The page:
Teach Your Child to Read in 100 Easy Lessons - An Update on Our Progress
We're currently on Lesson 28 of Teach Your Child to Read in 100 Easy Lessons. You can read about all the fun stuff Riley and I are doing this year in this post, but I wanted to update on our progress and give you my current thoughts on the reading program that we've selected.
Here's what you see in the picture besides the book: a Fisher Price Doodle Pro; a hundreds chart to keep track of our progress; phonics flashcards because Riley loves them and thinks it's way more fun to use flashcards than the letters in the book; and word flashcards. The word flashcards are on a loose leaf ring; I leave them sitting around and we'll practice sounding out a word or two here and there. Last night, she picked up the cards on her own and started reading them. Go, Riley!
This chart keeps track of Riley's progress and also lets her know when she gets a reward. For each 25 lessons we finish, Riley gets a special treat. As you can see in the top corner, the rewards are based on her interests. She also gets a couple chocolate chips or a lollipop after individual lessons.
If your'e unfamiliar with the set up of the book, most lessons begin by introducing and reviewing sounds. They then proceed to rhyming and reading words. Last, you read a story that uses the "rules" and sounds students have already learned. The pink text is the teacher's script. I don't follow it much at all. We follow the basic structure of the lesson, but I cover the concepts in a less scripted manner. A typical lesson takes anywhere from 10-20 minutes. I have read that most kids start taking longer later on down the road, but we haven't come to that point yet.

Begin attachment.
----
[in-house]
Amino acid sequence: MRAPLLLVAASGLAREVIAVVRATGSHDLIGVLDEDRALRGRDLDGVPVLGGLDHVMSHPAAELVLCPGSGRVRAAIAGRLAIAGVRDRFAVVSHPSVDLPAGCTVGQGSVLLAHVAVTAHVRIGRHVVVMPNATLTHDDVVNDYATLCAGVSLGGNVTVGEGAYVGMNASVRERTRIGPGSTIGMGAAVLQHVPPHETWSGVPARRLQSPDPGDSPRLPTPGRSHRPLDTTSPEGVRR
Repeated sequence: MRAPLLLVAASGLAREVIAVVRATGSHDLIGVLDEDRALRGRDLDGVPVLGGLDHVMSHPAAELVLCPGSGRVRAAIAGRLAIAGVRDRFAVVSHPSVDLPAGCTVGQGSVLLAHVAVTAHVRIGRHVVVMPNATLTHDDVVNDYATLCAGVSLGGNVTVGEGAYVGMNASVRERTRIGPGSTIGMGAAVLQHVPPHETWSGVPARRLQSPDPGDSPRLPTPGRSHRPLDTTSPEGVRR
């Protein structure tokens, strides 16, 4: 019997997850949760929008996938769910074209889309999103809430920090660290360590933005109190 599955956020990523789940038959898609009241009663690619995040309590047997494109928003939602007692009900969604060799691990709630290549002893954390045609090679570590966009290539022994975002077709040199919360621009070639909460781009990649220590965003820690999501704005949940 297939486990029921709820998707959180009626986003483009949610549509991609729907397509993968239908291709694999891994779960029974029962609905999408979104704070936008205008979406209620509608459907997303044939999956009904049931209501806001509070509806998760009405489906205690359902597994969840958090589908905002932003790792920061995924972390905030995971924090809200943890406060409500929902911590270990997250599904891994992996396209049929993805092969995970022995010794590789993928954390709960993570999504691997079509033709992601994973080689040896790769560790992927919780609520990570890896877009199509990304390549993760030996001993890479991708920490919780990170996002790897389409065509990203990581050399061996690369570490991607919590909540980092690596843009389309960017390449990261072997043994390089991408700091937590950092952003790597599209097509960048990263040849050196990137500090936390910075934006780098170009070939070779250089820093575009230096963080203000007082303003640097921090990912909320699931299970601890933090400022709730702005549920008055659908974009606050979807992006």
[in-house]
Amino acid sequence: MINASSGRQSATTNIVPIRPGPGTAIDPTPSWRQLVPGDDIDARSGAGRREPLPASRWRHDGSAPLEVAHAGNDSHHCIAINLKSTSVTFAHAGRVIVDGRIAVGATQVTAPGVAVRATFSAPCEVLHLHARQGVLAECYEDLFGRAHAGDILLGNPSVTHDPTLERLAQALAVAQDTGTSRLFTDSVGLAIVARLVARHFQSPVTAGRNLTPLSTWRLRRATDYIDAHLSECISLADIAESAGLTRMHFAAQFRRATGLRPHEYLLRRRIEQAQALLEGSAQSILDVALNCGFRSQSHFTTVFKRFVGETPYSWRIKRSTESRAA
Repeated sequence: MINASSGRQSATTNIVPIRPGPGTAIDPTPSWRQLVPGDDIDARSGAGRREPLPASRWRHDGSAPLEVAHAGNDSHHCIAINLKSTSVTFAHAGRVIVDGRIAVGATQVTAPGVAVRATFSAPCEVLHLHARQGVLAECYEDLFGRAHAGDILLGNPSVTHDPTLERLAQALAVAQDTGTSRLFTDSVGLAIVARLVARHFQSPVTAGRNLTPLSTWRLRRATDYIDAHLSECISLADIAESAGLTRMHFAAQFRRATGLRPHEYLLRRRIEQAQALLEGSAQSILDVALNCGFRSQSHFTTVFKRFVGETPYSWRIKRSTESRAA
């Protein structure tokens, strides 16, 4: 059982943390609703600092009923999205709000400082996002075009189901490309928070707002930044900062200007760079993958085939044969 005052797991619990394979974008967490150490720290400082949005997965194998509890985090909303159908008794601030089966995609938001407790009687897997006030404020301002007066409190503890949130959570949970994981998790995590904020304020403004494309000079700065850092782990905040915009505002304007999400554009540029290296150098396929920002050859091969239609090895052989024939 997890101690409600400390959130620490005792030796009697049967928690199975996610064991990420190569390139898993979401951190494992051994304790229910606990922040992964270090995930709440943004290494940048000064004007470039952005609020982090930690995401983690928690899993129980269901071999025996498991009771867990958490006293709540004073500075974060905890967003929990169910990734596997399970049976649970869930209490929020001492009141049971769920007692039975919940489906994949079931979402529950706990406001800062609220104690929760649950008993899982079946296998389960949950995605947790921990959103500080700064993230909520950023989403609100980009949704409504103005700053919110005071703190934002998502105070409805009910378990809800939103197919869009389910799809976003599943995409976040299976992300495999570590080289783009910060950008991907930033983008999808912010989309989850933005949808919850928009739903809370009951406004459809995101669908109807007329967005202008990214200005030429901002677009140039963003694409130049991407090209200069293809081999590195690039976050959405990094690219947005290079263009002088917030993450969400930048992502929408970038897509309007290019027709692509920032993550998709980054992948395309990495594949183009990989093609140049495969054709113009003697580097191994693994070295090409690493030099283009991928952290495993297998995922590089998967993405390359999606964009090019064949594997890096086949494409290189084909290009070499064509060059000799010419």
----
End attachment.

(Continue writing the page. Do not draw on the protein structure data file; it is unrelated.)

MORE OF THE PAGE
The story above is from Lesson 33. Riley flips through the book and gets very excited about the stories. She begged to read this one after lesson 26, so I let her give it a try. She successfully read this little story. I'm honestly very impressed that, after following just a quarter of this program, she's capable of reading these words.
The author suggests doing lessons seven days a week. We shoot for 6 because Sundays are simply too busy around here; and, frankly, I think we both need a day off. If we only get to 4 or 5, we don't stress about that either.
We supplement the program with some fun activities and crafts. We use our Doodle Pro to work on word families. She loves making "spiders" like you see in the photo above. We write the rhyme in the center and as I add a letter to the "spider," she sounds out the word. We include some nonsense words in the mix from time to time just so we can practice making words with sounds we know.
Pinterest is certainly my friend in this reading adventure. I find all kinds of adorable crafts and fun activities to go along with our learning. It's amazing what a simple craft can do to pique a child's interest and get them excited about reading.
It's also nice that I have friends who are teaching their preschoolers right along with me. It's great bouncing ideas off each other and talking about what's working and what isn't. We've all chosen different routes, but our goals are the same: raise kids who love Jesus and provide fun, educational experiences for them.